Wednesday 4 September 2013

Age of Ultron #5 Review

Writer: Brian Michael Bendis
Artist: Bryan Hitch

I was really looking forward to this event, but it's been nothing but disappointing so far, and although it's had a couple of moments where it was good, overall it's been very disappointing, and I can't do anything but hope that the second half's much better.


Now in the Savage Land the hero's head to Nick Fury's base, and find none other than Nick Fury himself. Also Iron Man, Mr. Fantastic, and Hank Pym work on fixing Vision months prior to the events of this series (appears to be not long after Avengers Disassembled).


This issue was better than the previous issue, and actually one of the better issues in the series so far, but the series is still not at the level of quality that I hoped it'd be at by now, and with the series being half way through, the remaining half will need to be extraordinarily amazing to make this series an overall success, something that I no longer see happening (but I still hope that it does). I don't know how Brian Michael Bendis has managed to do such a bad job of this series, especially considering he's doing such a good job on All-New X-Men and Guardians of the Galaxy, and although his Avengers run was inconsistent it's sad to see it end on such a catastrophic low. The positives I can say about Bendis' writing in this issue is that he's managed to develop the overall backstory, whilst also slowly developing the future of the story. In saying that as you've probably guessed from my last statement, the progression of the actual story is still going very slowly, and although it appears that the next issue will finally have something exciting it probably wont, as each issue as left me with the feeling that the next one will be when it finally kicks it up a gear, but when the time comes it never does, which is a shame. I did however like how Bendis re-introduced Fury back into the Marvel Universe, as he's been gone too long, but I'll talk about that more later. Overall the writing wasn't bad, but the story is still slow, and I still blame the length of the series for that.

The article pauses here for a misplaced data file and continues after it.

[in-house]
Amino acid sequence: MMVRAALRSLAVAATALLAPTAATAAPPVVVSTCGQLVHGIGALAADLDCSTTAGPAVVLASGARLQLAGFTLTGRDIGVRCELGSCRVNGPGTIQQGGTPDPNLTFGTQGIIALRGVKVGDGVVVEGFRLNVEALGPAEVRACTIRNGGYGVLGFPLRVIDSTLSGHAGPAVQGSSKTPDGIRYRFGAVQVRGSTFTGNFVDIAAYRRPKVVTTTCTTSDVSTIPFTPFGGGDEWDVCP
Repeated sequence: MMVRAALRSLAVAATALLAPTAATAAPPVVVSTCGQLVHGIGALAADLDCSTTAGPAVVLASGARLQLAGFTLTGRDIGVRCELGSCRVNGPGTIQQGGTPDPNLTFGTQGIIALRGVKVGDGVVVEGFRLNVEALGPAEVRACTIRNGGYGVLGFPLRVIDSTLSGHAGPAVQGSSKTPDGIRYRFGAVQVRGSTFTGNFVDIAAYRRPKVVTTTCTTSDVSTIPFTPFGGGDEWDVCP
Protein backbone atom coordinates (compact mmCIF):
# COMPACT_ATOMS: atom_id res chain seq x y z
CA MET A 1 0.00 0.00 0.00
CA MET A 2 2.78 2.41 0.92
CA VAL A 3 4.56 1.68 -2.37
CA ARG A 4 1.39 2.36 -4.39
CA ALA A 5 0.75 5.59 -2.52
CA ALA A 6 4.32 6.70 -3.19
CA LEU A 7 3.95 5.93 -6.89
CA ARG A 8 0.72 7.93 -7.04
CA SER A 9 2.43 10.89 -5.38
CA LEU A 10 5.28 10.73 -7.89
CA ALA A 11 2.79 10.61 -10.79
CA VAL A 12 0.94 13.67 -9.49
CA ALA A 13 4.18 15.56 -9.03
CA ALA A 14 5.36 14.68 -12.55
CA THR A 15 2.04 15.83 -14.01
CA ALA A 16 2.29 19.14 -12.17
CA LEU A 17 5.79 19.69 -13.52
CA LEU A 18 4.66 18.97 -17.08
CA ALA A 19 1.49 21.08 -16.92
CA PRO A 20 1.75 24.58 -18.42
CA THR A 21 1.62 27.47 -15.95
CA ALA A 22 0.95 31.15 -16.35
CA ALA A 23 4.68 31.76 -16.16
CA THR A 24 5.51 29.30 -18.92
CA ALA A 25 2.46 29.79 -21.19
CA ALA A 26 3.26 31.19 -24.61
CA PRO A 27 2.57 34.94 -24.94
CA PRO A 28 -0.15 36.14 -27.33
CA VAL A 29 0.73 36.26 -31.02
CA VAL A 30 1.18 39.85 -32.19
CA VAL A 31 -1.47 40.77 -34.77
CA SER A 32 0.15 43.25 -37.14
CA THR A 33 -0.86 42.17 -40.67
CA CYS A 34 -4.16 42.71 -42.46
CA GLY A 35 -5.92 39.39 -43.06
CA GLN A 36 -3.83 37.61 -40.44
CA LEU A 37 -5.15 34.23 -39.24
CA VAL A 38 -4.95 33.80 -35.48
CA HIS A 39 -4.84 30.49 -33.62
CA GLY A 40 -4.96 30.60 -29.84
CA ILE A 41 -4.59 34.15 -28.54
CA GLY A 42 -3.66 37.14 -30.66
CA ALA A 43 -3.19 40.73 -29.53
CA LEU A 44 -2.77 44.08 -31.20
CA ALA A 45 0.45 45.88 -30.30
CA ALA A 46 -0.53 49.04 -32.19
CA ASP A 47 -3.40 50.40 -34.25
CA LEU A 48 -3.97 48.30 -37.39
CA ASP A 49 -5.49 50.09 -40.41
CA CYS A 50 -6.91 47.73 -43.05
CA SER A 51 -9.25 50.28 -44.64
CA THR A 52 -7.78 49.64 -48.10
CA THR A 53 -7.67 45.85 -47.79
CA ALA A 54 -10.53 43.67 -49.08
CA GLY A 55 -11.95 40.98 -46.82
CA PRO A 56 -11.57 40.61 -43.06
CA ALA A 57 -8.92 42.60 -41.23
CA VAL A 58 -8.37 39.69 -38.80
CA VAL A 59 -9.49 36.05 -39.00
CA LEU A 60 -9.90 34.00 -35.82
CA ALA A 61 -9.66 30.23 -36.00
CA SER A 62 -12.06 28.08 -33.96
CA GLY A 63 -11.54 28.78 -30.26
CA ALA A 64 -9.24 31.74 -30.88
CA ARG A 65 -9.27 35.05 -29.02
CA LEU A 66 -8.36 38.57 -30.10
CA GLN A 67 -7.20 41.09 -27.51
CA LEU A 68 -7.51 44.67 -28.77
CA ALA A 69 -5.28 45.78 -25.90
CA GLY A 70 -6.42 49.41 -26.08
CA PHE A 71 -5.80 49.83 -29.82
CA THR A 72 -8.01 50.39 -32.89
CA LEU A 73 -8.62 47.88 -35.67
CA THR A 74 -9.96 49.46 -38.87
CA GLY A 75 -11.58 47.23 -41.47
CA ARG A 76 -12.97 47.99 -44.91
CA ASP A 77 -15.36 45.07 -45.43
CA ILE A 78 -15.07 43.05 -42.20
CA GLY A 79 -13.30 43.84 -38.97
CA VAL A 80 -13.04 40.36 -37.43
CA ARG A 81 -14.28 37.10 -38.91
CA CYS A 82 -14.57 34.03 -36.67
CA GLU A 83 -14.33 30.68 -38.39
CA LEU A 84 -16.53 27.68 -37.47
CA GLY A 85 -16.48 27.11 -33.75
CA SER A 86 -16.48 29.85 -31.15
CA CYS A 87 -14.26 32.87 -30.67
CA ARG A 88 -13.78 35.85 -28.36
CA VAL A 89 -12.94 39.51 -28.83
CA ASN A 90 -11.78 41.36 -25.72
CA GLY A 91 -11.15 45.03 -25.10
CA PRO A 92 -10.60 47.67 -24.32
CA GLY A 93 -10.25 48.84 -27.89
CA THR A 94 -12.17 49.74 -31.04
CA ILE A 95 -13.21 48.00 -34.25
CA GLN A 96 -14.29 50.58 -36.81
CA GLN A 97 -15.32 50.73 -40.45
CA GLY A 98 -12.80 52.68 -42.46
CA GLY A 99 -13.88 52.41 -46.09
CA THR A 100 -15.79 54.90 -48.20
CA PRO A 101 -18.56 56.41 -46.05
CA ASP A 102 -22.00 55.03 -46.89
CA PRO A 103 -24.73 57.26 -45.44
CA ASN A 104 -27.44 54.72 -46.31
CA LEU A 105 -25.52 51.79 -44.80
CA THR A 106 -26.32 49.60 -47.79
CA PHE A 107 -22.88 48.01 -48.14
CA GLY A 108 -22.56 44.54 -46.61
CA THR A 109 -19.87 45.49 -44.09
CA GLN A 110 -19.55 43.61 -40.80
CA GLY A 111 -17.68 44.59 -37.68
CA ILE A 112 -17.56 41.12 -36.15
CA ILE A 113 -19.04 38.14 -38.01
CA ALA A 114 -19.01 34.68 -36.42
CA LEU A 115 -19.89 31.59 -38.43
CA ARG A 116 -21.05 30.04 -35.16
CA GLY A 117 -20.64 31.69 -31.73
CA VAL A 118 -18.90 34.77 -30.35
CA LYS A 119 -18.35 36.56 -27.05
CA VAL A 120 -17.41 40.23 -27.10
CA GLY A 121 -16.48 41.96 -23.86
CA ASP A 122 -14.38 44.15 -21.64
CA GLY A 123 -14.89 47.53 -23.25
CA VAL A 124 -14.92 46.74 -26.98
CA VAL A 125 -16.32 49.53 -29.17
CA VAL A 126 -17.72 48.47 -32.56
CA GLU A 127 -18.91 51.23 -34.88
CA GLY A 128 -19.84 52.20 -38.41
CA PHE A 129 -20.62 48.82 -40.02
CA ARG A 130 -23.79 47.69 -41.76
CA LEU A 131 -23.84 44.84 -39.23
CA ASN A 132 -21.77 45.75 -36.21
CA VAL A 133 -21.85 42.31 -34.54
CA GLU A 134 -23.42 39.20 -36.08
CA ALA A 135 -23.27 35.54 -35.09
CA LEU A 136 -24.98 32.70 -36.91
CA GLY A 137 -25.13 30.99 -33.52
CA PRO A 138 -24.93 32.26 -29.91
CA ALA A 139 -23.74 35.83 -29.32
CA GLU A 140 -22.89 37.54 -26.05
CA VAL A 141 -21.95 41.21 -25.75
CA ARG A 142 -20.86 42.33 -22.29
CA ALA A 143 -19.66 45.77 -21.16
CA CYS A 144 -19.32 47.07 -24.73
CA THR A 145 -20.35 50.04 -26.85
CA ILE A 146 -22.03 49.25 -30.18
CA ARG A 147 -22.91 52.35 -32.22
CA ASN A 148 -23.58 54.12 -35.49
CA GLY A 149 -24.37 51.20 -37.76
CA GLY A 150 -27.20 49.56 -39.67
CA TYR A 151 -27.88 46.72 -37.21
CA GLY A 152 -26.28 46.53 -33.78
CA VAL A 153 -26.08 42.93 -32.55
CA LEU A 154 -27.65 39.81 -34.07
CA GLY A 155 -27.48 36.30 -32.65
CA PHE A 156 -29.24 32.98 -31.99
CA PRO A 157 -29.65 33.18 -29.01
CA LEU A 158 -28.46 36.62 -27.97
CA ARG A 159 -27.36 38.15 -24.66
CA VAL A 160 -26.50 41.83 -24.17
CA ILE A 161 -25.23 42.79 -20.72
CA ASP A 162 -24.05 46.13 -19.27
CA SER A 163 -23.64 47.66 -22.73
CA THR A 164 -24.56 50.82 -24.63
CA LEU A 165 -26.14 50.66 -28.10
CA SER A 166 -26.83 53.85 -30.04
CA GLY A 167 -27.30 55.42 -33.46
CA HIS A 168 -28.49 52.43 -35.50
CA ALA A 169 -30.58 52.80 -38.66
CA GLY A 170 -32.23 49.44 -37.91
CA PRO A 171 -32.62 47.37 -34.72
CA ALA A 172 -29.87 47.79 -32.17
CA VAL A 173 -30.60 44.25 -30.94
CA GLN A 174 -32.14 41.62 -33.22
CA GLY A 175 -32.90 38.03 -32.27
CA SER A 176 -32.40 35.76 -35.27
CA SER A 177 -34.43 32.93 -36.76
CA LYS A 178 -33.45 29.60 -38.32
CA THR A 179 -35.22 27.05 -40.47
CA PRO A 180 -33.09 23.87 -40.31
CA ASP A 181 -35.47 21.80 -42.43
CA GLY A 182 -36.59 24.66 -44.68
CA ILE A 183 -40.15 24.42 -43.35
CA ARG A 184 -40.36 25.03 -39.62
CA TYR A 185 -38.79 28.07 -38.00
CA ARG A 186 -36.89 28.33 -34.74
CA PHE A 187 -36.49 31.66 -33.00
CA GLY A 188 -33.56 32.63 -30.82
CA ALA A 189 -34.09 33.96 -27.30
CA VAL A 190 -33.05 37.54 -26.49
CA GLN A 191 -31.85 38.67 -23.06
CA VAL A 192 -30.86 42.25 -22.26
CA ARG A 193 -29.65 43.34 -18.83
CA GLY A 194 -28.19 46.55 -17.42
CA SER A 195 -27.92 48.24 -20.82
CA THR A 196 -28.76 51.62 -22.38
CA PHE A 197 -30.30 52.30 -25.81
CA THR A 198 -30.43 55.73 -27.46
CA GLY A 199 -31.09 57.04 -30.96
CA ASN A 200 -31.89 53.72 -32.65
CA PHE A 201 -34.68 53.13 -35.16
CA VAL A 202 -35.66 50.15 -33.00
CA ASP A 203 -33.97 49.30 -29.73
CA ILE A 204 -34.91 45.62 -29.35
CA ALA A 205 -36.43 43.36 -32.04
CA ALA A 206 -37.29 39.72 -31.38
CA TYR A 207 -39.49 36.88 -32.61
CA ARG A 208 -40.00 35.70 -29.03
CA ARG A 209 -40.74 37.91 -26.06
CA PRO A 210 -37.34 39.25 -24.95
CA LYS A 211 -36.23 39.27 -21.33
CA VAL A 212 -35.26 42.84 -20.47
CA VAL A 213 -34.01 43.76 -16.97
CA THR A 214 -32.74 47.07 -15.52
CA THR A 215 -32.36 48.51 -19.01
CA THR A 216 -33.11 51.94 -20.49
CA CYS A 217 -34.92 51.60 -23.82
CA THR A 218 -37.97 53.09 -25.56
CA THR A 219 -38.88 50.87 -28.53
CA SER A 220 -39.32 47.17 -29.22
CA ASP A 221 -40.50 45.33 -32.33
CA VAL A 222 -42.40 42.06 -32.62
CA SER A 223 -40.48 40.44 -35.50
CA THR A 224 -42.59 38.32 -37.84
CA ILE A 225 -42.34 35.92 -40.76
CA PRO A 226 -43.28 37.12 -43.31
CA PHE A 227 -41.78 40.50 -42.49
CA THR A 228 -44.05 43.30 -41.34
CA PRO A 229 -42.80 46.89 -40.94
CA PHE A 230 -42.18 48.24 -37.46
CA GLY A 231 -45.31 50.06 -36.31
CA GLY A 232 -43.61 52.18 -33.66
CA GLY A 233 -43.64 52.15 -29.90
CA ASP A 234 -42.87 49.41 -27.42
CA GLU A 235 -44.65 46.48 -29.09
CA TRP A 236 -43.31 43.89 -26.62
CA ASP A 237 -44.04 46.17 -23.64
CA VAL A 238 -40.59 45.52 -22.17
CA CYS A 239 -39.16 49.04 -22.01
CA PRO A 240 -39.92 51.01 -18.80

Last issue Bryan Hitch's artwork wasn't quite as good as it's been throughout the series, or in fact as good as it's been in the past period, but this issue (his final issue on the series) his artworks back at the level that I've come to expect from Hitch, and it's truly magnificent, and the best thing about the issue, which is nice considering it's his last piece of art on the series. The detail in his artwork was simply brilliant, and although it still had the very minor imperfections it was much more detailed than his last issue, and you can see that he's put a lot of effort. I've also loved the way Hitch has laid the artwork out throughout his time on the series, as it's truly marvellous, and adds a brilliant dramatic feel to the series, making it feel more alive. The emotion he showed through the characters facial expressions was also brilliant, as you could really tell what they were feeling, especially Wolverine when he was angry, which overall made the story better, and yet again more dramatic. The pieces of art that I loved the most from Hitch on this issue was the gear that Fury had collected in his bunker, as it was brilliant, and there were some real nice retro pieces there.